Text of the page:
Susan sent me the link for a book tour. We’re totally willing to do them here at The Rock of Pages… so long as the books are Rock Fiction. Thanks to the excellently named Rock Star Lit for letting us be picky and join in today.
Susan told me, when she mentioned that Cecilia Tan’s Daron’s Guitar Chronicles was up for review, that it wasn’t the sort of thing you could really pick up in the middle – and the offer we were looking at was to read Volume Eight.
She said that came from Cecilia herself.
And okay, the first quarter was really hard to get into, but once I did, I sort of found myself caring about Daron. And sort of not, but I think that’s because at points, Daron was too stupid to live—really, dude? Running off after a show without your wallet and without telling anyone what you’re up to? That sort of thing has nothing to do with coming into the series in the middle. That’s just bad judgement. But… when you care enough to wince and want to slap someone for being dumb, that means it’s a good character, one worth your time and attention.
I need to read the earlier books, so if you haven’t read any of them yet, start at the beginning. Even toward the end, there were times when I felt lost. That’s because Daron’s not so good at setting a scene when we’re thrown into something new. I kept wondering if this was something I should have known to expect, but it could also be a failure on the part of Daron. After all, guys aren’t really known for their observational skills, as millions of women fresh from a new hair color will tell … anyone who’ll listen.
I’m totally up for reading the earlier books. I want to. Need to, even. Daron’s living a dream, but to him, it’s just the way things are. There’s no rose-colored glasses here. It’s the way it is, and it’s very real. People get on each other’s nerves. They want things, long for other people, feel lonely and isolated in a crowded room. Daron’s likeable enough that he’s good company, and I want to experience the backstory, not only figure it out from the sketchy details he tells us to remember.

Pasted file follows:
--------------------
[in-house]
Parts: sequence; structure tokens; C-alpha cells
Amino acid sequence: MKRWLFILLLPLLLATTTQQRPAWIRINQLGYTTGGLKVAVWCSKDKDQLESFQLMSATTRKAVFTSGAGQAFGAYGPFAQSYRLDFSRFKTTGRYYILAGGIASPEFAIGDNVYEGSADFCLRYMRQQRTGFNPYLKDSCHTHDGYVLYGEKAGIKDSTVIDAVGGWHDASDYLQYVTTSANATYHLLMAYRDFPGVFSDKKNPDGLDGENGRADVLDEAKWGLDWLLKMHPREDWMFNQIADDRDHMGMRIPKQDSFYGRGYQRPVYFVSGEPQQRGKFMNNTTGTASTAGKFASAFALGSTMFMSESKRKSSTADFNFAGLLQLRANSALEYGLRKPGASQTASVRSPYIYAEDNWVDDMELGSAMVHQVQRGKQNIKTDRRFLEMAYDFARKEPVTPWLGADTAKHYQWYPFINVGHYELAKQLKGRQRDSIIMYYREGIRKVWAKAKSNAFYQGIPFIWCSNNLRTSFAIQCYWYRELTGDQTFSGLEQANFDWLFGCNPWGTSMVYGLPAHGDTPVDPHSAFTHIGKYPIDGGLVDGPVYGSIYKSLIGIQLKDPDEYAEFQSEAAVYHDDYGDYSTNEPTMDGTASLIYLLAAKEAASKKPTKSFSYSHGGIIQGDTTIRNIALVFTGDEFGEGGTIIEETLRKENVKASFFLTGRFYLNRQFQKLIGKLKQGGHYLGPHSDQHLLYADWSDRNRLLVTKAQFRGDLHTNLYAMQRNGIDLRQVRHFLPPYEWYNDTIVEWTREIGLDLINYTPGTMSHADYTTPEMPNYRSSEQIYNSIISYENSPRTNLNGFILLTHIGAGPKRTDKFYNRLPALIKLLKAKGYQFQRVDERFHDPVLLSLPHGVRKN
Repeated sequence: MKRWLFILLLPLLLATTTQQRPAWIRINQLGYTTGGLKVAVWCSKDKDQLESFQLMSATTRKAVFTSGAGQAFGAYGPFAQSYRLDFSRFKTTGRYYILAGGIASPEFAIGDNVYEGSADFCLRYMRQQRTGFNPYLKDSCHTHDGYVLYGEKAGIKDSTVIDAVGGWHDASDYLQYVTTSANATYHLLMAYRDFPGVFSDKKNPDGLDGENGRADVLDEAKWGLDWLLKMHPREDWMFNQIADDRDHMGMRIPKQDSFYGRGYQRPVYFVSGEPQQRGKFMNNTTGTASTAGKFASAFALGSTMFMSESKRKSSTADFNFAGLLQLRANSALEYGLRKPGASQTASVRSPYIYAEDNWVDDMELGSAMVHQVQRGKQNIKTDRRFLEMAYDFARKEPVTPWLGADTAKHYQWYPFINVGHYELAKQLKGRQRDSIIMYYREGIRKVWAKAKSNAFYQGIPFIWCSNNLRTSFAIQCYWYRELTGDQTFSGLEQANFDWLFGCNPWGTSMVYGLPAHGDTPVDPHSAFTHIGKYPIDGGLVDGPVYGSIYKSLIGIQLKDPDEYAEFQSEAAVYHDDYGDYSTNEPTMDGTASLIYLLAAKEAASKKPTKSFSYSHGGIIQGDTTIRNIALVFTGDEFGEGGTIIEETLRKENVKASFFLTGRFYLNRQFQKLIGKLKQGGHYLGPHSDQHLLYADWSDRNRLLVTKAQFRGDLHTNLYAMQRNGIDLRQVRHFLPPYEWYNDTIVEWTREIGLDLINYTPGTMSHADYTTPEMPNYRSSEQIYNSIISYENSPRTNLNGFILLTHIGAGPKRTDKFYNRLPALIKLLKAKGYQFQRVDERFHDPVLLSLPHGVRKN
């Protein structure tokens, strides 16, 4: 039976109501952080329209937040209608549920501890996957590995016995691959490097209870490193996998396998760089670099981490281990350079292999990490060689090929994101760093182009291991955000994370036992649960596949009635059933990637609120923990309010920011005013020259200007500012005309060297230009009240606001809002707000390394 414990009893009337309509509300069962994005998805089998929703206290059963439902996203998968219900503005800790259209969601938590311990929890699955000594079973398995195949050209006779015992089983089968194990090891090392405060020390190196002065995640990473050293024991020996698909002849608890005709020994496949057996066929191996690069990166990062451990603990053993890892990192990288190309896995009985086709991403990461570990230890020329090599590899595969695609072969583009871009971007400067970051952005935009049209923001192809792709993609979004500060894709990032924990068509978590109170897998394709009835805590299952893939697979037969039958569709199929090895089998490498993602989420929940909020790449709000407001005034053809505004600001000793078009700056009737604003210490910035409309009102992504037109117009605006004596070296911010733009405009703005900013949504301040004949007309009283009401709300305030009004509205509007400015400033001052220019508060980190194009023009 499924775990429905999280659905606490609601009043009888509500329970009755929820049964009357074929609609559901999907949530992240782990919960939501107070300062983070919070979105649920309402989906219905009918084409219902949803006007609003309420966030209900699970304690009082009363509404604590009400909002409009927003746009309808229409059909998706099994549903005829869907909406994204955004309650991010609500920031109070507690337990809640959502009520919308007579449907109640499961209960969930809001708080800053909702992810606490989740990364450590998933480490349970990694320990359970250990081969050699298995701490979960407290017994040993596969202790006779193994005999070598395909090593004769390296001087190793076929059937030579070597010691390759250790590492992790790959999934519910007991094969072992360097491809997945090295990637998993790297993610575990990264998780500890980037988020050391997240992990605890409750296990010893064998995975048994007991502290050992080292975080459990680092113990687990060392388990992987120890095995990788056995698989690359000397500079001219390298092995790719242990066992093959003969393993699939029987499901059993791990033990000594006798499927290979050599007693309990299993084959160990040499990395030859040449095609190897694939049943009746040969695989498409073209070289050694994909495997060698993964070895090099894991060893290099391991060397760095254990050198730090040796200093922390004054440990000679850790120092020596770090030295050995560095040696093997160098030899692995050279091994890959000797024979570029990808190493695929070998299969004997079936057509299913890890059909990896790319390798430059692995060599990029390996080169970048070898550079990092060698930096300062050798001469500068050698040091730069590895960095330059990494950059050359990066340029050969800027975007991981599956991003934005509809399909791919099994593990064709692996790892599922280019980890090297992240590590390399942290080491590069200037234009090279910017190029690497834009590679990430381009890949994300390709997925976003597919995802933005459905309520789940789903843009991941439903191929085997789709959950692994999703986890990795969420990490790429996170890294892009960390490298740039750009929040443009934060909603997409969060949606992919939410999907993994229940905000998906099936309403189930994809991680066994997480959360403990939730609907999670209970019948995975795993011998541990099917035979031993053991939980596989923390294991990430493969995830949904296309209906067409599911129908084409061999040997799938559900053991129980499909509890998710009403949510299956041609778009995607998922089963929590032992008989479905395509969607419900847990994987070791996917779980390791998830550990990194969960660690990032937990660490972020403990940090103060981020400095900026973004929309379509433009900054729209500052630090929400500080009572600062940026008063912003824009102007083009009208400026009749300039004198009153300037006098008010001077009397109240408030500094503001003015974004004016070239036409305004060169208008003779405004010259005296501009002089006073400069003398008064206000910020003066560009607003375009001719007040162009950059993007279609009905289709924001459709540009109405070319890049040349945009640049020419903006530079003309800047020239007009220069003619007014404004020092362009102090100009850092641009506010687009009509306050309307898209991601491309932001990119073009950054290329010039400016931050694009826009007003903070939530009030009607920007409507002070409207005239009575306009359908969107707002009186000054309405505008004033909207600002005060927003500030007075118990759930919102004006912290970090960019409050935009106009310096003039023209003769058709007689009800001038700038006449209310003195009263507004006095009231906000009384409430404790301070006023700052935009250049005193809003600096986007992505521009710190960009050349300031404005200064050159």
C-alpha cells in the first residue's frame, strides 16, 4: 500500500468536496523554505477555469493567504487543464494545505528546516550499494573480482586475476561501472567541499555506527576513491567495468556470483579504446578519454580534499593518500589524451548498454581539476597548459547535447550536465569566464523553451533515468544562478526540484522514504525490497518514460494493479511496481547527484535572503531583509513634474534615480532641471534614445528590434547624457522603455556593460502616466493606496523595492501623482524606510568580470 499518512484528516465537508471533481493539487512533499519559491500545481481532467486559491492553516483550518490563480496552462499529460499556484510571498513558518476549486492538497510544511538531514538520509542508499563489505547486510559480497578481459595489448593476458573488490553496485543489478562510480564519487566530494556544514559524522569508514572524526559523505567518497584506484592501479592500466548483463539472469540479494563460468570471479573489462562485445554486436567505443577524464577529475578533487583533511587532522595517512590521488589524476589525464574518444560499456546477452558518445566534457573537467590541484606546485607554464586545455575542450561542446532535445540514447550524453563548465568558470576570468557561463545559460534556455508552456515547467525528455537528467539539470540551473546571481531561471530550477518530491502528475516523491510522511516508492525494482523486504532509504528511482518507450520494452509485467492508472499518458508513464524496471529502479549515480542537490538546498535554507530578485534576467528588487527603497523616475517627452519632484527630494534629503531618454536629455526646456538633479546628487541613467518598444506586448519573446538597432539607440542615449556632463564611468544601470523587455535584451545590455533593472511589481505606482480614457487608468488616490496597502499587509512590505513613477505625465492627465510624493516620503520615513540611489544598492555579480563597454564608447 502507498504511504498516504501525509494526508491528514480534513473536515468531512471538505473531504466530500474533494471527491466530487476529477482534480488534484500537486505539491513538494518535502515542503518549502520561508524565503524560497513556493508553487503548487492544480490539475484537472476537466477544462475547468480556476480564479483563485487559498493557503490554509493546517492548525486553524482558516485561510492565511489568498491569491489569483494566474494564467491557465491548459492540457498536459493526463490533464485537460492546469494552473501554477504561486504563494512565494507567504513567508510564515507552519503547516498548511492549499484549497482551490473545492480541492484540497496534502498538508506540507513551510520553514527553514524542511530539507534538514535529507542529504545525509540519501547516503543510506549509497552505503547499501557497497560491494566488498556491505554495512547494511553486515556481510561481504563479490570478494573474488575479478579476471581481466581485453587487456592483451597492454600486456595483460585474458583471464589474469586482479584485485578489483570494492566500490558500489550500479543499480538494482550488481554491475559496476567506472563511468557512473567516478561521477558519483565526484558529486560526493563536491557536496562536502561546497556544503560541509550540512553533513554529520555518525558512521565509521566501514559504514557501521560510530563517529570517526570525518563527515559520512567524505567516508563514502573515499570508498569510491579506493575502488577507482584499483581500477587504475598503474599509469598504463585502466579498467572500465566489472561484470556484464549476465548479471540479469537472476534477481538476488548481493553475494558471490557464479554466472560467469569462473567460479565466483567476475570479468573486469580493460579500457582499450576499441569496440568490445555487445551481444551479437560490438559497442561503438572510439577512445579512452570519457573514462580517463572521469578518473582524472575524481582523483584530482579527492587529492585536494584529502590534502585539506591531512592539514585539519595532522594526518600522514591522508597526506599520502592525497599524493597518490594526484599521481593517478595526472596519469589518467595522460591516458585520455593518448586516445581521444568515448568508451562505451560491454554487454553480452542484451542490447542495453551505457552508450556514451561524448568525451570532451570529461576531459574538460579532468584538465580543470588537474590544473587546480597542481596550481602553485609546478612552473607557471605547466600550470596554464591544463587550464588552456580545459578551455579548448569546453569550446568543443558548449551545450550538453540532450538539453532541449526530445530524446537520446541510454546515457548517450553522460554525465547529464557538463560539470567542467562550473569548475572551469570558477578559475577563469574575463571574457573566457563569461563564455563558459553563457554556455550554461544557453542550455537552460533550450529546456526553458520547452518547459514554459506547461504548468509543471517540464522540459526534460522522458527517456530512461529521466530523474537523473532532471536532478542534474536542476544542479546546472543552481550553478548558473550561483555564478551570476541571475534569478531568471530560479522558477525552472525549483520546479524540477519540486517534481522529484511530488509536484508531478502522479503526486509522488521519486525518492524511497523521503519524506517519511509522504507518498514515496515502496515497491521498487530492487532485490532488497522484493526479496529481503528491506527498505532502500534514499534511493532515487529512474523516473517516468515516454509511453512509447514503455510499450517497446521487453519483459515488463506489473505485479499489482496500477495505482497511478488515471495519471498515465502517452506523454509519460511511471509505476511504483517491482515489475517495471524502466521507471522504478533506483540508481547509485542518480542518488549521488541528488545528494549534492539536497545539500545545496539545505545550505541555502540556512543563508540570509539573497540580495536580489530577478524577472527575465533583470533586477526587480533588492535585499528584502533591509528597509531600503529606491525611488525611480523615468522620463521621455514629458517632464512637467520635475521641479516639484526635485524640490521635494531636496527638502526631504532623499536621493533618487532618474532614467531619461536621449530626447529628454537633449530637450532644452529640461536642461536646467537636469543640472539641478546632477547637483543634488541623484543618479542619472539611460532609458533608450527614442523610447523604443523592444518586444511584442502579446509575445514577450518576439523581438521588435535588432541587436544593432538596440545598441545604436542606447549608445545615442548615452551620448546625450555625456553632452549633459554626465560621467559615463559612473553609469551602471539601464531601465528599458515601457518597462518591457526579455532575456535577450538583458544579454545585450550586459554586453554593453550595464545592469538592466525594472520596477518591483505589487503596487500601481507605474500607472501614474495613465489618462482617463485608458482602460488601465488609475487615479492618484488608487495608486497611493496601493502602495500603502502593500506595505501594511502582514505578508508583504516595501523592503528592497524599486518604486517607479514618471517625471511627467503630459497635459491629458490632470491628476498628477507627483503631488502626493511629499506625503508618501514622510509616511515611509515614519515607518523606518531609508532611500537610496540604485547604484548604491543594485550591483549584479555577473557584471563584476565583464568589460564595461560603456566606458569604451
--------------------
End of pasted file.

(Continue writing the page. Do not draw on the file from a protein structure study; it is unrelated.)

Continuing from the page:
Another thing I really liked was the way that the real-life death of Eric Clapton’s son echoed around the story of Remo. I’d actually forgotten that had happened, so seeing it on the page was a really cool jolt and maybe I felt more from it happening on the page than I did when I’d first heard about it, but I was how old when it actually happened?
So, yeah. I’d keep reading this series. I’d like to start at the beginning, though, so I know some of what’s going on, and like I said, if you’re going to pick any of Daron’s Guitar Chronicles up to read, I suggest you do that. Start at the beginning.
There’s a lot of volumes out – eight – and that’s longer than a lot of series ever get to be. But I have a feeling this one’s well worth the investment. And this is me, who hates making big time investments like this.
Here’s the book description:
Sex, drugs, and rock and roll. Coming out and coming of age in the days of AIDS, MTV, Reaganomics, and Just Say No. Winner of the Rose and Bay Award for Crowdfunded Fiction!
Daron Marks is a young guitar player with a dream, make it big like the guys he grew up idolizing in New Jersey–or at least escape his dysfunctional family. He makes it as far as music school in Rhode Island, and the rock clubs of Boston beckon him. But it’s hard to succeed from the closet. A story of how finding one’s self is key to finding love, and loving one’s self is key to loving another.
And some buy links. Because you should. Buy all eight of ’em, even though these links will only take you to Volume 8
(and oh, yeah. Free copy… blog tour participant… and Jett only does honest, even when it brings the trolls out. Do I really have to remind everyone of that all the time?)